Because software is so easy to access, many startups eschewed early profits in exchange for national or global reach. Some, such as Facebook, sought scale by making their products free to use, while others made theirs extremely affordable. One of Uber’s defining features was its cheap rides, even though the fare rarely covered the true cost of the trip – which meant Silicon Valley money subsidized the rest.



Looking back, it now seems obvious that software really was eating the world, but it took some time for Mr. Andreessen’s thesis to become a mantra. Facebook was originally ridiculed for paying US$1-billion for Instagram in 2012 because the photo-sharing app had hardly any revenue. But after a few years as a publicly traded company, Facebook’s profit potential became undeniable. In 2020, the company made US$29-billion, up 58 per cent from a year earlier.

Once investors caught on, money started pouring into venture capital funds. There was also a growing consensus that traditional investment vehicles like mutual funds were dying because they couldn’t compete with low-cost exchange-traded funds. Almost by default, then, money managers with expertise in alternative investments – private equity, venture capital, real estate – had a certain shine to them, and in no time there was so much money flowing into VC funds that they started to change the way they supported their portfolio companies.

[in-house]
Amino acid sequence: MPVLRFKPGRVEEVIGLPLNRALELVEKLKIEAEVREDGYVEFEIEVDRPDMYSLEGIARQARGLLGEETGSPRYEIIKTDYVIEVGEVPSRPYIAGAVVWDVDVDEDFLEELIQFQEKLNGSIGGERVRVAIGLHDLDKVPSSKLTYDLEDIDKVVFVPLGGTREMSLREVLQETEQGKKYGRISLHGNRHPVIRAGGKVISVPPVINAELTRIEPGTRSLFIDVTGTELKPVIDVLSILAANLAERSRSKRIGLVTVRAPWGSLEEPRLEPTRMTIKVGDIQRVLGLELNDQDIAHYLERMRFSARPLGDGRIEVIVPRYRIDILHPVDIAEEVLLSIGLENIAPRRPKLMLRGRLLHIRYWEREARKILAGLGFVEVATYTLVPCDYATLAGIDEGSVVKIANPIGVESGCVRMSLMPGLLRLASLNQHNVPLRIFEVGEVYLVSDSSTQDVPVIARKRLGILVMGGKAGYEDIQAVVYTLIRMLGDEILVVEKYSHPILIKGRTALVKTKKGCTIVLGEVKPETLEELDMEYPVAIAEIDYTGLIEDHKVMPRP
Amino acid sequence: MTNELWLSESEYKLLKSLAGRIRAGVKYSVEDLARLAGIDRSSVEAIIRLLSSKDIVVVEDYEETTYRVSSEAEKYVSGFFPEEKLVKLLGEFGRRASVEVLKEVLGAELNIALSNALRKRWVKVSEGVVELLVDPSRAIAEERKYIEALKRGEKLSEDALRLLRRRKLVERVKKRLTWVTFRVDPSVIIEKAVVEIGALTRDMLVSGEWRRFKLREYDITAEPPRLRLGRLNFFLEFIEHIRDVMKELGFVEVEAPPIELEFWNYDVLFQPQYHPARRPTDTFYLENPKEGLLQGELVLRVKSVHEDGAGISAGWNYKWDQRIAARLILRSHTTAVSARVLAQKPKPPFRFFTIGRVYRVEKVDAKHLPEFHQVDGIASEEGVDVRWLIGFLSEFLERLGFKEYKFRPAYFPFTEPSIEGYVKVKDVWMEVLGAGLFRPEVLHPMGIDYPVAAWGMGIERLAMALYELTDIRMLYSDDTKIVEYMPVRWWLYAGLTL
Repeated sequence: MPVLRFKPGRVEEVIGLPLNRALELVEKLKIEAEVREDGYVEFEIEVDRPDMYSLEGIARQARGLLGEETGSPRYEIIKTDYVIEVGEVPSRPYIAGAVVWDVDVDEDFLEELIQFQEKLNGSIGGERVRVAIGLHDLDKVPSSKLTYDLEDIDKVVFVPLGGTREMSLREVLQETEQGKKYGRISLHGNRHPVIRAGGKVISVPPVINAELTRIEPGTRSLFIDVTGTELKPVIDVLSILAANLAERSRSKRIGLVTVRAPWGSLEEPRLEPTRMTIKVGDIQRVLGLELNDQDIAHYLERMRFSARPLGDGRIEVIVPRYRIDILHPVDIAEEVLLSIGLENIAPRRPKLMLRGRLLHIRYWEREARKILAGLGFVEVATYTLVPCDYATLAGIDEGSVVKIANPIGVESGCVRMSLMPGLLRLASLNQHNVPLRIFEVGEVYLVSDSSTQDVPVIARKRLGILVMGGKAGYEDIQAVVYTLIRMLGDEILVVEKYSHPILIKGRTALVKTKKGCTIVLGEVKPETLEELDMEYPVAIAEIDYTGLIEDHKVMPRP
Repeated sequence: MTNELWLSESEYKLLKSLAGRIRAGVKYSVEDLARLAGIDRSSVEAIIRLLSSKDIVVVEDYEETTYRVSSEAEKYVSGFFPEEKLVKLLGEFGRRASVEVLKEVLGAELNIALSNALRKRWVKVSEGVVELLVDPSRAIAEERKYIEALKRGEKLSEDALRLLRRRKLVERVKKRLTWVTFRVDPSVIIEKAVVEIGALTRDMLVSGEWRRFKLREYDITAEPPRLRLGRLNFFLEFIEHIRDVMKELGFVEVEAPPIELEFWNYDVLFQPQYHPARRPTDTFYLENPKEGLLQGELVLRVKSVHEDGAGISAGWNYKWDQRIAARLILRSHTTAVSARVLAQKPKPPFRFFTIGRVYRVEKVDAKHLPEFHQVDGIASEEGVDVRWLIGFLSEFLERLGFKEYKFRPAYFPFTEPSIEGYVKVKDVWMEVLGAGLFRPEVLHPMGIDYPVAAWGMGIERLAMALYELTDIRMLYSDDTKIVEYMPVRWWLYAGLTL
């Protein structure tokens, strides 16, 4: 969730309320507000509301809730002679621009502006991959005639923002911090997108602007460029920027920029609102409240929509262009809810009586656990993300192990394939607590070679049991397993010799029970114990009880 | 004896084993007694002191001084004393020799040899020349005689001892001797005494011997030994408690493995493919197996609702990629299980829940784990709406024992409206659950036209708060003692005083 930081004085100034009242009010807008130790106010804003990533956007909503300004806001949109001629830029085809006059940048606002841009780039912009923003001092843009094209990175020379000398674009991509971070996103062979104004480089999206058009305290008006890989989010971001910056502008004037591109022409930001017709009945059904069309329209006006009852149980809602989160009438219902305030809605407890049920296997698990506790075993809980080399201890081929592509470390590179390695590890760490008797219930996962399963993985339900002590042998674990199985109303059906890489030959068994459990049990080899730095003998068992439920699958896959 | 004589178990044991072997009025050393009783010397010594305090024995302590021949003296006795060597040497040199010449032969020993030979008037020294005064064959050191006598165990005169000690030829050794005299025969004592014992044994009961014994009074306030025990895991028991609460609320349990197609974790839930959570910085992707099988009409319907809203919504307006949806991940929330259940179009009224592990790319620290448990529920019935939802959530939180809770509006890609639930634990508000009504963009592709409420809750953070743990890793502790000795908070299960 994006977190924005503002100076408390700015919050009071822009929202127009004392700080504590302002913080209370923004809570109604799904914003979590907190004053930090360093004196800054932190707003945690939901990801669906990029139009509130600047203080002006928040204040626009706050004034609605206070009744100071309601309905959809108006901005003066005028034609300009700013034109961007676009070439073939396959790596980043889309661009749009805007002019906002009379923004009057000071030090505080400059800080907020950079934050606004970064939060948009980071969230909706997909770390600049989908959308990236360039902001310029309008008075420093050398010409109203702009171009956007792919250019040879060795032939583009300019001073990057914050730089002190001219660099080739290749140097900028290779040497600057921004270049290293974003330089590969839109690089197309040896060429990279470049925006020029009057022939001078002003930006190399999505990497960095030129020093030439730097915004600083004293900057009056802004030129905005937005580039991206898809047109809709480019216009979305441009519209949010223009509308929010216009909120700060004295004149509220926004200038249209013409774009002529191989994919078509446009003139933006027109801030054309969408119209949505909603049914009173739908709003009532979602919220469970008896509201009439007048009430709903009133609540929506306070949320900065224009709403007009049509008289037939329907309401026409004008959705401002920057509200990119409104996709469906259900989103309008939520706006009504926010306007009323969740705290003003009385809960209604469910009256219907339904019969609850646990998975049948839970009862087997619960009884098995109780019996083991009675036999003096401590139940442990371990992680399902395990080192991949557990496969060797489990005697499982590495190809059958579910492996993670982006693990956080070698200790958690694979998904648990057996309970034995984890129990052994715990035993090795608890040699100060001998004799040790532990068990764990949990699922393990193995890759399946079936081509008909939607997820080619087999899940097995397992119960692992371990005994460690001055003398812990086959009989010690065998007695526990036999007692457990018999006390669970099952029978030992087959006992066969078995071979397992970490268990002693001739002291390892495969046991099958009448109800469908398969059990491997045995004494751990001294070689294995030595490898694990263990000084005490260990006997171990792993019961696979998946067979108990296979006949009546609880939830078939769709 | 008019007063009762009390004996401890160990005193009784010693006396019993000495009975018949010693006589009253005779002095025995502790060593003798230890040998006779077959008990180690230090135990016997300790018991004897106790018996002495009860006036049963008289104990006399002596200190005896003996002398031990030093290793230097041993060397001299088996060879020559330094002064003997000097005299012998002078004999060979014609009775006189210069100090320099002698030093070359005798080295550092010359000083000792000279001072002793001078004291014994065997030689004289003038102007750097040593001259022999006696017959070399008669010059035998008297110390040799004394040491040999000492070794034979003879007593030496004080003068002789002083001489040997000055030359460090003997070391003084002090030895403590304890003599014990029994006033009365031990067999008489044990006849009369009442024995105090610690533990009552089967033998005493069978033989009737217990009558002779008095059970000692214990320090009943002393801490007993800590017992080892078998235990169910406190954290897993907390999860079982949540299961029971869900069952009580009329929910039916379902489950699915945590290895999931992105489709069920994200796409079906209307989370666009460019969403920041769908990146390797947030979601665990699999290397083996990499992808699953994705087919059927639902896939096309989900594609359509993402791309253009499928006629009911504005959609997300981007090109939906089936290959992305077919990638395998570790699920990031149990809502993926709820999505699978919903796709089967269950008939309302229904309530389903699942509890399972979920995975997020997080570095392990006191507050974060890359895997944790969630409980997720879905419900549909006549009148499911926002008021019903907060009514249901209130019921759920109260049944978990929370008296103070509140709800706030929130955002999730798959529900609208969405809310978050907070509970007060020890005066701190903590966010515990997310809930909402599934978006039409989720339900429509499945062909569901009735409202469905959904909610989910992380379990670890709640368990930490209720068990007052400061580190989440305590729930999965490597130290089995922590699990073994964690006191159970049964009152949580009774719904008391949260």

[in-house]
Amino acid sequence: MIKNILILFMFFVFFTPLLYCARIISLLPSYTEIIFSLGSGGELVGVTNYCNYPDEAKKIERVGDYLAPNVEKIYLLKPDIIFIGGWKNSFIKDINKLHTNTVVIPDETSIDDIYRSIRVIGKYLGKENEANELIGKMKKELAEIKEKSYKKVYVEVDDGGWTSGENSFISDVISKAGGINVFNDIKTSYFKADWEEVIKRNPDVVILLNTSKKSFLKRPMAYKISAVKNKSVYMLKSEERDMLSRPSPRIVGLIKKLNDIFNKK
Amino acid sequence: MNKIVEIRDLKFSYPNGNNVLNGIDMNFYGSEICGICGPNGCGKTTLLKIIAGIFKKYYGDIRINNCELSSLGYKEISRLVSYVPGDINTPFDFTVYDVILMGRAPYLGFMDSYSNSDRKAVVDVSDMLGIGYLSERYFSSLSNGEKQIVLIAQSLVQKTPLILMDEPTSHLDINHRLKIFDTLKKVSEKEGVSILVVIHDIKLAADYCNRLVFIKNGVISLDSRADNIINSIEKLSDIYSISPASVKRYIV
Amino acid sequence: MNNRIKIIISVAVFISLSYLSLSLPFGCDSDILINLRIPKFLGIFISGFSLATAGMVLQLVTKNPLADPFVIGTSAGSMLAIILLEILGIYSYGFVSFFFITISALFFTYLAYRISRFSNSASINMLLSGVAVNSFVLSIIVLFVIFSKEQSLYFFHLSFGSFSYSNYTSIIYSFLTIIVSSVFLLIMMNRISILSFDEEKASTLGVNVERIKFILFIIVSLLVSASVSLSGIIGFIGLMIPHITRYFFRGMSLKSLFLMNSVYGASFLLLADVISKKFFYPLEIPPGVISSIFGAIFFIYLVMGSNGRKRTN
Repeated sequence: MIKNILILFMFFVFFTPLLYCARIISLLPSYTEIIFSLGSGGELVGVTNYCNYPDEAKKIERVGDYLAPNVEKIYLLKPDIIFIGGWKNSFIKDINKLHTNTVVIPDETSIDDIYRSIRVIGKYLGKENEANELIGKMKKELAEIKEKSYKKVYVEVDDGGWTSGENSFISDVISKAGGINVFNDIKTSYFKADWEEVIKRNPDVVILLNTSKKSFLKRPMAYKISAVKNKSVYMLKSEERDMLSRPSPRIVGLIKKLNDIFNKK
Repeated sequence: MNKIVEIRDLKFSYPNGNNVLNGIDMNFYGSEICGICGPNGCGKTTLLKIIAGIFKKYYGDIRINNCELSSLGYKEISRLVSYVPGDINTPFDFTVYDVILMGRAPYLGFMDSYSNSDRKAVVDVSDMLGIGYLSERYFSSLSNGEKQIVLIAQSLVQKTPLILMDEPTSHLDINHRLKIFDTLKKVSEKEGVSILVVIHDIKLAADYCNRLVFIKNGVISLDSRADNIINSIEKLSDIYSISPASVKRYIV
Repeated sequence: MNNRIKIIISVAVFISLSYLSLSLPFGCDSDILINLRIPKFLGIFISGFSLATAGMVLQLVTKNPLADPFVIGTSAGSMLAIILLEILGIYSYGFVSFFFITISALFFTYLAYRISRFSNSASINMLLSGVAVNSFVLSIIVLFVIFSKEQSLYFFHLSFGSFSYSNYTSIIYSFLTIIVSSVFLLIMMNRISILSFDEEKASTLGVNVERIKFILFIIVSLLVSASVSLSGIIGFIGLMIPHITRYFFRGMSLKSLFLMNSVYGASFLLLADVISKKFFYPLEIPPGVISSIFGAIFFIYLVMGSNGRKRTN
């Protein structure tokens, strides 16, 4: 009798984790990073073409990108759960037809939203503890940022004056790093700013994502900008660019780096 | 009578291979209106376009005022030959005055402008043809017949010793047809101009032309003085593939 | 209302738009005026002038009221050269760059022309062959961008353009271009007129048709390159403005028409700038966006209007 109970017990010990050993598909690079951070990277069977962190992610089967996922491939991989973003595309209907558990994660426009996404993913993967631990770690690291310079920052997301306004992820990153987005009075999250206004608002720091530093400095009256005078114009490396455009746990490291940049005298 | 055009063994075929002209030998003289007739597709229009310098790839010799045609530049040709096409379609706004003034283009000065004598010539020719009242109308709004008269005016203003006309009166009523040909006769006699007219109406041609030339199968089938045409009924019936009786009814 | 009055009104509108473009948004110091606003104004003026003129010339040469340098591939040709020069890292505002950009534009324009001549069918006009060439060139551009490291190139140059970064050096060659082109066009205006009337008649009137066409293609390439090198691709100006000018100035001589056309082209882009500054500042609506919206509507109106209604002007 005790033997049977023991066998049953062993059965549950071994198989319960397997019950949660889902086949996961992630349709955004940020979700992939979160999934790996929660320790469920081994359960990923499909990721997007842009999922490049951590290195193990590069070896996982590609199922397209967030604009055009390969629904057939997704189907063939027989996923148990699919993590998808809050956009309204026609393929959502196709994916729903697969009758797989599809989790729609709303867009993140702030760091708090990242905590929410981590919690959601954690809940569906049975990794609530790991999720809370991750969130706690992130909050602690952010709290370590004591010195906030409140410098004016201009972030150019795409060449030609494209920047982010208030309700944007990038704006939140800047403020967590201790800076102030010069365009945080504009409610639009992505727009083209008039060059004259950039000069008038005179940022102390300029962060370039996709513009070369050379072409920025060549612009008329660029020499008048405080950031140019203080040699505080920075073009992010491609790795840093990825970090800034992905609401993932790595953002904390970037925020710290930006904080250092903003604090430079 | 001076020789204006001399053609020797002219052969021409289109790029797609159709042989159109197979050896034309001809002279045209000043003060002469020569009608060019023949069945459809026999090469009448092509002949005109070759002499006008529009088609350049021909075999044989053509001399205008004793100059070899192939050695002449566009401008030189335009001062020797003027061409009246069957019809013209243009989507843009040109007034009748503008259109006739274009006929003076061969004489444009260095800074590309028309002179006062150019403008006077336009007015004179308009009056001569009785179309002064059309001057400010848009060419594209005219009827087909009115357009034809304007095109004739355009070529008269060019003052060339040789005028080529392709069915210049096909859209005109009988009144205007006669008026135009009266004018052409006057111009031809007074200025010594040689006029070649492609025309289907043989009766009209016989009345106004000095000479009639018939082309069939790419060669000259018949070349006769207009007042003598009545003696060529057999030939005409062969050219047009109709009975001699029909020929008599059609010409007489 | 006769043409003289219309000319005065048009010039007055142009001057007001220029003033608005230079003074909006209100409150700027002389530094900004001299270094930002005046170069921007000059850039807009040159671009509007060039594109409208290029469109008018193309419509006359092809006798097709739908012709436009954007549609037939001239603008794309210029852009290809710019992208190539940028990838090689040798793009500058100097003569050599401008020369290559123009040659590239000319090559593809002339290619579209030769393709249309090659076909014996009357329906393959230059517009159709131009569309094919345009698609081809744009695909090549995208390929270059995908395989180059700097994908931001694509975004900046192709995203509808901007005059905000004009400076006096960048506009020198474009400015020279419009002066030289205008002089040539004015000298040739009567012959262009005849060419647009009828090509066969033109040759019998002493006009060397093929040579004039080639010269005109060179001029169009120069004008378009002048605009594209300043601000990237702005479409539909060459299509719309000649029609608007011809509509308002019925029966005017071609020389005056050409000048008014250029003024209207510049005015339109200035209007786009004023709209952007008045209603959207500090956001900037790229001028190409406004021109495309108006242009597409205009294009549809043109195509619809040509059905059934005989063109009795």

“The amount of capital out there has made it acceptable to lose money for a longer period of time, in the hopes that eventually you tip the market and become a near monopolist, or at least a duopoly,” says Martin Kenney, a professor at the University of California, Davis. Prof. Kenney first wrote a comprehensive paper on the trend in 2018, with co-author John Zysman, called Unicorns, Cheshire cats, and the new dilemmas of entrepreneurial finance. In it, they noted that more and more startups were undercutting incumbents and other rivals on price and service because they were backed by billions of dollars worth of private capital that plugged their annual holes.

SoftBank, led by Masayoshi Son, embodies this model. Five years ago, the Japanese investment firm laid out plans for its US$100-billion Vision Fund, then deployed the cash with the specific goal of flooding its investments with so much of it that they’d outlast their competitors. Famously, SoftBank invested US$4.4-billion in WeWork after spending less than 20 minutes touring its offices, according to Forbes.

In Canada, the situation was radically different. Save for a few homegrown funds, tech was largely a backwater in a country dominated by natural resources and financial services. Aside from Shopify’s US$131-million IPO in 2015, there wasn’t much progress until early 2019. That’s when the tech sector finally seemed to gain some momentum, fuelled in part by the expectation that more U.S. startups, such as Airbnb Inc. and Uber, would finally go public. That March, Montreal’s Lightspeed Commerce Inc., which sells payment software for restaurants and retailers, pulled off a $240-million IPO on the TSX.

At first it seemed the party wouldn’t last long. By September, WeWork’s plans to go public blew up. A month later, GFL made its first attempt to go public in one of Canada’s largest ever IPOs, but ultimately pulled the deal because it couldn’t shore up enough investor demand. Where private investors had been willing to write cheques that continually boosted corporate valuations, public investors were suddenly more discerning.